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Li-EcoSafe – more efficient and safer batteries for electric vehicles

The range and performance of electric vehicles depends directly on the batteries used. Lithium-ion batteries are currently considered very promising for use in alternative vehicle propulsion systems due to their high energy density and low capacity loss when frequently, but incompletely, charged and discharged. In the joint project Li-EcoSafe’, battery experts at the German Aerospace Center (Deutsches Zentrum für Luft- und Raumfahrt; DLR) are working together with the Centre for Solar Energy and Hydrogen Research Baden-Württemberg (Zentrum für Sonnenenergie-und Wasserstoff-Forschung Baden-Württemberg; ZSW) and the University of Ulm because lithium-ion batteries are more efficient, less costly and safer to manufacture. The scientists wish to contribute to their everyday practicality, thus improving consumer acceptance of electric vehicles. In the course of the project, the researchers will consider the entire development process, from materials to suitable operating strategies. The network is a Centre of Excellence for Battery Research, which is funded under the ‘Excellent Battery’ programme by the German Federal Ministry of Education and Research (Bundesministerium für Bildung und Forschung; BMBF).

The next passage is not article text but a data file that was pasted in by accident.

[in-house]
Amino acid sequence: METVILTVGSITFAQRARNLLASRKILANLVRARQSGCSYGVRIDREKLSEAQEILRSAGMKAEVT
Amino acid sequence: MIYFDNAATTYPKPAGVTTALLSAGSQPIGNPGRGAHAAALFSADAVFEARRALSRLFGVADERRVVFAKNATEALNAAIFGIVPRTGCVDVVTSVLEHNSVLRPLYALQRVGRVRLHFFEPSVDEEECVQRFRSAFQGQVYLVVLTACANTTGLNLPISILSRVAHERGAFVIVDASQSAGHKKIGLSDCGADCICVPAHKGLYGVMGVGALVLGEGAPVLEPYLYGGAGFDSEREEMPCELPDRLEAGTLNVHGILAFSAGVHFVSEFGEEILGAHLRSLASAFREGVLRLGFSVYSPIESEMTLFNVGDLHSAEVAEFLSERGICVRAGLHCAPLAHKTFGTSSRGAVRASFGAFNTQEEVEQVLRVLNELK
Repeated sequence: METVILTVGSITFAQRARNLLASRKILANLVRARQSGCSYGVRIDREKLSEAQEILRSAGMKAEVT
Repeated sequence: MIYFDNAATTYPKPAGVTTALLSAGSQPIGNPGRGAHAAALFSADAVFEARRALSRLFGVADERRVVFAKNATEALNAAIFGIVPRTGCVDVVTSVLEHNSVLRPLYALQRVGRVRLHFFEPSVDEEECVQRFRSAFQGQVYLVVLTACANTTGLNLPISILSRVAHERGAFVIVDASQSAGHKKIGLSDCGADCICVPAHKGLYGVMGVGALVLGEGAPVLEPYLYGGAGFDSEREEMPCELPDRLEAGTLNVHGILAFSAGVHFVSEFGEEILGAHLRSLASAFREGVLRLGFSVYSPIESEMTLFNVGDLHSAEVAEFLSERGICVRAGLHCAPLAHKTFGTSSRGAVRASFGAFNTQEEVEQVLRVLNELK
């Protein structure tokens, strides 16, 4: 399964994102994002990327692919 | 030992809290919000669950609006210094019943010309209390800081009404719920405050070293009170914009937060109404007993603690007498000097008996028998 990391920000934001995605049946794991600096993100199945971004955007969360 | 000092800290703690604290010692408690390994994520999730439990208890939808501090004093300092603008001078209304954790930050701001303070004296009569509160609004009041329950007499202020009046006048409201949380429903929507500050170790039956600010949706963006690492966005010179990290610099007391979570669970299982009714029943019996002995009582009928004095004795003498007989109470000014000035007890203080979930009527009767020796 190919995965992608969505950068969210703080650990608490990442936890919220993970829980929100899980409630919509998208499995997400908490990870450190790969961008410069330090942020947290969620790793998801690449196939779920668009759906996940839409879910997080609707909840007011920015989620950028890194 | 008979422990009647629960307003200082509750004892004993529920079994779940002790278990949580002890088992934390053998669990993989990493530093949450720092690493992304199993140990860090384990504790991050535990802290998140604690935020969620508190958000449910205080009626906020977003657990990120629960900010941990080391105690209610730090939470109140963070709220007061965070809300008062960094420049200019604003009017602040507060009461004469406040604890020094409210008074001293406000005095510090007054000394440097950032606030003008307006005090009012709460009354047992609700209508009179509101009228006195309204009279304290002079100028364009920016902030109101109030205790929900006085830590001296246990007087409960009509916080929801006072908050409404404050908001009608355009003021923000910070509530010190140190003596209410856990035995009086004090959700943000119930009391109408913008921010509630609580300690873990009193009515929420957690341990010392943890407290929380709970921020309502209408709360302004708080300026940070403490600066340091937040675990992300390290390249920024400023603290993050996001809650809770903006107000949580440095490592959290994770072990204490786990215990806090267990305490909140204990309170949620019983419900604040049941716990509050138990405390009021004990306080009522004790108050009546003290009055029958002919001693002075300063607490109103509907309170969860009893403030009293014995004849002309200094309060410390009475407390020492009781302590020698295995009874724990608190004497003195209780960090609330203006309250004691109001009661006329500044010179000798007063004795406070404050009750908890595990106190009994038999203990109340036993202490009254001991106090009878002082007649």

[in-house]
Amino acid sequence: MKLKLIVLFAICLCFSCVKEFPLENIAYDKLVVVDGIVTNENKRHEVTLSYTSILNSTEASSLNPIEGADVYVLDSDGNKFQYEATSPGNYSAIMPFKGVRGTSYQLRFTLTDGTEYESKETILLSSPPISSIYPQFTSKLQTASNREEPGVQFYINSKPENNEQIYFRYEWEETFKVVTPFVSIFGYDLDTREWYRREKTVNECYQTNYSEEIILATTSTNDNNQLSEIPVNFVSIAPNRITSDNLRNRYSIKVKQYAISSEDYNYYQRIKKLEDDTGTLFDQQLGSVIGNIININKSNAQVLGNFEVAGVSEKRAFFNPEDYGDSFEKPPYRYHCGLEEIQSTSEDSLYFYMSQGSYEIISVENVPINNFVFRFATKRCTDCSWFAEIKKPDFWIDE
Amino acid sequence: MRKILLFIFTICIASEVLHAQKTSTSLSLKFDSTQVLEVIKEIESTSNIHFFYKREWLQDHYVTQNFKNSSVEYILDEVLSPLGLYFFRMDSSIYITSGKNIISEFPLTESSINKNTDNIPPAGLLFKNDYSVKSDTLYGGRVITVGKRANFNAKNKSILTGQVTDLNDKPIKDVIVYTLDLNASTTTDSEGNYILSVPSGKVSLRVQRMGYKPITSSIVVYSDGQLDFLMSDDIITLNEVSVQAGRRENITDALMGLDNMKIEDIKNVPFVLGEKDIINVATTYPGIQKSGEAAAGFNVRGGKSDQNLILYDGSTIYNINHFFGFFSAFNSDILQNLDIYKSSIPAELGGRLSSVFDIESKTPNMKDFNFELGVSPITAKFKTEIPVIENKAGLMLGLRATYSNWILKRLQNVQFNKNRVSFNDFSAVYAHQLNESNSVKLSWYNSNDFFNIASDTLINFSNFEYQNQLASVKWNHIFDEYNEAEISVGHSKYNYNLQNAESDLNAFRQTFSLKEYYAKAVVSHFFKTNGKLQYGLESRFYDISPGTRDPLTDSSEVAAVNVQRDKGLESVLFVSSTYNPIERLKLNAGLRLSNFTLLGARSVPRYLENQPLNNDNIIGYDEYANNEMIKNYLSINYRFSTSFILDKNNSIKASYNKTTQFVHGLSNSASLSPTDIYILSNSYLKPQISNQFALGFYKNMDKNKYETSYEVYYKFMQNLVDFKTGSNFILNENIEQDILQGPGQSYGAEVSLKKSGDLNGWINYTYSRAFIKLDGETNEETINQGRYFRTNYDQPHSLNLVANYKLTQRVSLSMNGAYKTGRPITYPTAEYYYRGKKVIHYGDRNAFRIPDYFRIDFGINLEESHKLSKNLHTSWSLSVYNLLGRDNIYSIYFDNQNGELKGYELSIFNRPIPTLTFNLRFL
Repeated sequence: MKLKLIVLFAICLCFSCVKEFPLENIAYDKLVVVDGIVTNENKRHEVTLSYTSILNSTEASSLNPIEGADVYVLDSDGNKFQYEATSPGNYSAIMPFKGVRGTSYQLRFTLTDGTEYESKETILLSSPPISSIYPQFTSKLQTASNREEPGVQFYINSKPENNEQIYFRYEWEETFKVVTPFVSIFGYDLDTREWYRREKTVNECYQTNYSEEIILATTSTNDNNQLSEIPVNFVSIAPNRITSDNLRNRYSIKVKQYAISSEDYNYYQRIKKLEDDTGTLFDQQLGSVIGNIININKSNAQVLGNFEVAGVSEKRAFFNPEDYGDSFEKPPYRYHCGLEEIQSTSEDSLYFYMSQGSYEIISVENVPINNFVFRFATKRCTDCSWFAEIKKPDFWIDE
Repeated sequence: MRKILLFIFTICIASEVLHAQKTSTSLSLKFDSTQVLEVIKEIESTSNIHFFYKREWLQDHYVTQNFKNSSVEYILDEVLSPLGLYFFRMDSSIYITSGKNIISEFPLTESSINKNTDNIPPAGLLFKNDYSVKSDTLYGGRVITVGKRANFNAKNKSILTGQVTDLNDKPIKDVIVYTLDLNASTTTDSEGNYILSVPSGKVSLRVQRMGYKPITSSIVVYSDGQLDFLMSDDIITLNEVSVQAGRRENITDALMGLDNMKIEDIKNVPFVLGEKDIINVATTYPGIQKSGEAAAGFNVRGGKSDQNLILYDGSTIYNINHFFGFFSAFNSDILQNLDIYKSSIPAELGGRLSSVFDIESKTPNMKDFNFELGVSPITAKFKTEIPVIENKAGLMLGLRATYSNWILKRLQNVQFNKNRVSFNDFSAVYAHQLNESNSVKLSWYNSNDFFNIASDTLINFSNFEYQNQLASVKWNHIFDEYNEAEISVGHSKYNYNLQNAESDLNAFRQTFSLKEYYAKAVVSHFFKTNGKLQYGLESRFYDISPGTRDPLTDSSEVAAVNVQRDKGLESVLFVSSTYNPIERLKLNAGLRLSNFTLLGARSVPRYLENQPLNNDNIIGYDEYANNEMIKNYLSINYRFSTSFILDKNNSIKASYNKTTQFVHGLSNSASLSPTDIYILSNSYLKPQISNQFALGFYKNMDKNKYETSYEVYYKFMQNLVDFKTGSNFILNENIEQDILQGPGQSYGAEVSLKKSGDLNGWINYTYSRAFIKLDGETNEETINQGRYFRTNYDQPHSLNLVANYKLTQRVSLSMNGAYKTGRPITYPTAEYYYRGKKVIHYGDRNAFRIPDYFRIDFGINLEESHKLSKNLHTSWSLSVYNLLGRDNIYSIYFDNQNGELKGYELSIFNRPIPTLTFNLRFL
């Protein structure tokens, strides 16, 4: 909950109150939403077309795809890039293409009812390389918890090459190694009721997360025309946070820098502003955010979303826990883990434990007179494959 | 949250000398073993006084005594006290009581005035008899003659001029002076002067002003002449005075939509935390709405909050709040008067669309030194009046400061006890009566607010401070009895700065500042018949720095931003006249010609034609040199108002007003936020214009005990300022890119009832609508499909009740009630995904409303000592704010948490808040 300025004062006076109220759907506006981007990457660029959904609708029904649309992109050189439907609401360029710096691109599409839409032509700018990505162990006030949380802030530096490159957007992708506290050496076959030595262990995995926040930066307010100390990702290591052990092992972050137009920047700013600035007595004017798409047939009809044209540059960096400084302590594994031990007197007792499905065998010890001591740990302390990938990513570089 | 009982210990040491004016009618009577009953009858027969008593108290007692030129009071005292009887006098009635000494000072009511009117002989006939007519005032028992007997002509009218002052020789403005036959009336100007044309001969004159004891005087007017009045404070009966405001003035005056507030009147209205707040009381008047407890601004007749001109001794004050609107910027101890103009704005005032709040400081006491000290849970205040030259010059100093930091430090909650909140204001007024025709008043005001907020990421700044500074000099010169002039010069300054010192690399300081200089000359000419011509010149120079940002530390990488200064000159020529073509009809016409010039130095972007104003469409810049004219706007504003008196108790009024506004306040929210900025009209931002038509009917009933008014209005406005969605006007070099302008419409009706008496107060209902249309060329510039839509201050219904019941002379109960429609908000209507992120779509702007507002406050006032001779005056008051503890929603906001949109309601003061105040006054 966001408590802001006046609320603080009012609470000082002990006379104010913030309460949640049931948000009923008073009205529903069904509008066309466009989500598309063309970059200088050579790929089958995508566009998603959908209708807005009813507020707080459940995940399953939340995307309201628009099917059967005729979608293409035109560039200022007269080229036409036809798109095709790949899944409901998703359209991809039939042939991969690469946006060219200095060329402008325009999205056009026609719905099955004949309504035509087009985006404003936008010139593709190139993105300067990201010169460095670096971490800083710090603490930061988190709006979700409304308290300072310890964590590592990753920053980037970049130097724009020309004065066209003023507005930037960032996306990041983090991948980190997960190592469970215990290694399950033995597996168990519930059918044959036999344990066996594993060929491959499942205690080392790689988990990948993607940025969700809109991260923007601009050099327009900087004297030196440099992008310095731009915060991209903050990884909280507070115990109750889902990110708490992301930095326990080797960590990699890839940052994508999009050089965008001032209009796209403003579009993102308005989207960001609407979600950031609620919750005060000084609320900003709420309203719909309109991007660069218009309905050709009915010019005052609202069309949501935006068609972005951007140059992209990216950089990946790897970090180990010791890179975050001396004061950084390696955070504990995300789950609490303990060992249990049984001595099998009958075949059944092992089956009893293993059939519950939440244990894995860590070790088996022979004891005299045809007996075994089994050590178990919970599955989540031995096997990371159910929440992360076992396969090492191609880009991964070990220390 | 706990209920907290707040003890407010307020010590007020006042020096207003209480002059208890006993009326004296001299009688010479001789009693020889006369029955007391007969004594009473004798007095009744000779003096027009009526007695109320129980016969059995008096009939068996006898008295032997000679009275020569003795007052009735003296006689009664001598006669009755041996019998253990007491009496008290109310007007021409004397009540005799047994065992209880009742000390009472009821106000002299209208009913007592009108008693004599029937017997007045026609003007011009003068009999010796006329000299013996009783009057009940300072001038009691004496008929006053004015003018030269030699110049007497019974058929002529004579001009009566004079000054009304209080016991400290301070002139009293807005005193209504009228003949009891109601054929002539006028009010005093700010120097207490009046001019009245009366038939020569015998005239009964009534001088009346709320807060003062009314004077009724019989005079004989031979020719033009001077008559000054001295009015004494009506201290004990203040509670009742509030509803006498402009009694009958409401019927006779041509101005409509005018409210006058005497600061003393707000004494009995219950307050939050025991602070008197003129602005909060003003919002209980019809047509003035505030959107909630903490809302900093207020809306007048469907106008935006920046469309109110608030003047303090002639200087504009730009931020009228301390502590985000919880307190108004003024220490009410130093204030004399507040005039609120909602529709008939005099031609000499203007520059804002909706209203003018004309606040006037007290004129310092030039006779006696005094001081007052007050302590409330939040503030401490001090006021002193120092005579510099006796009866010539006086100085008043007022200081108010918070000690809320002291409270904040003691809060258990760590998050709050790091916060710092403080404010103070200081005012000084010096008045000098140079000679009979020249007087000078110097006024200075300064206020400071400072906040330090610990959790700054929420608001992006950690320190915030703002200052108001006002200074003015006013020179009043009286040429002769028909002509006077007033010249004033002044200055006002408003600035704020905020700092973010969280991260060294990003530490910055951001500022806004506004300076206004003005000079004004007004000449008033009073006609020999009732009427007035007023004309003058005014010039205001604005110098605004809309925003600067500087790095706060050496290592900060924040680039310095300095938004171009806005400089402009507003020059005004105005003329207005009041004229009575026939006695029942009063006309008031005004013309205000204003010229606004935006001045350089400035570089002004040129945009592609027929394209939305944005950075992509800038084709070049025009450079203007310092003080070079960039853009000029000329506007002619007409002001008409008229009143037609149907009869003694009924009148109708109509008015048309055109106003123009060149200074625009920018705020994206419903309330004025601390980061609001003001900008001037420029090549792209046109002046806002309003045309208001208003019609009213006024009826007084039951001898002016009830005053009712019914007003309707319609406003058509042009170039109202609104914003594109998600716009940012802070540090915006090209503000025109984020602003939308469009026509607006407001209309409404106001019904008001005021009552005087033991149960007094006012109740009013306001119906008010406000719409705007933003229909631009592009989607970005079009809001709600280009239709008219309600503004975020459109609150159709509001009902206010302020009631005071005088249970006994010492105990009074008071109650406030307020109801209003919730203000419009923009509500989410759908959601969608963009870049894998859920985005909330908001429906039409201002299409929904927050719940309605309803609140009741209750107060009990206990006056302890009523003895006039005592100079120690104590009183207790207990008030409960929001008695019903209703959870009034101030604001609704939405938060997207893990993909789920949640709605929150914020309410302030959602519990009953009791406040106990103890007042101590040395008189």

Diversity is the key – different types of lithium-ion batteries

The term lithium-ion battery refers to a type of battery in which lithium ions are used as charge carriers. These ions usually migrate between the two electrodes in a liquid medium, the electrolyte. Depending on the design and materials used, special variants can be created, such as lithium cobalt oxide or lithium iron phosphate batteries, which sometimes have different characteristics. “To further develop the concept of the lithium-ion battery, the chemical reactions at the interface between electrodes and electrolytes are especially interesting for us, because they affect the properties of such a battery,” explains Norbert Wagner, who supervises the project at the DLR Institute of Technical Thermodynamics in Stuttgart. With this knowledge, new materials for use in lithium-ion batteries can be developed or the surface of the electrodes can be made in such a way that the batteries exhibit the most desirable properties and can be operated safely.


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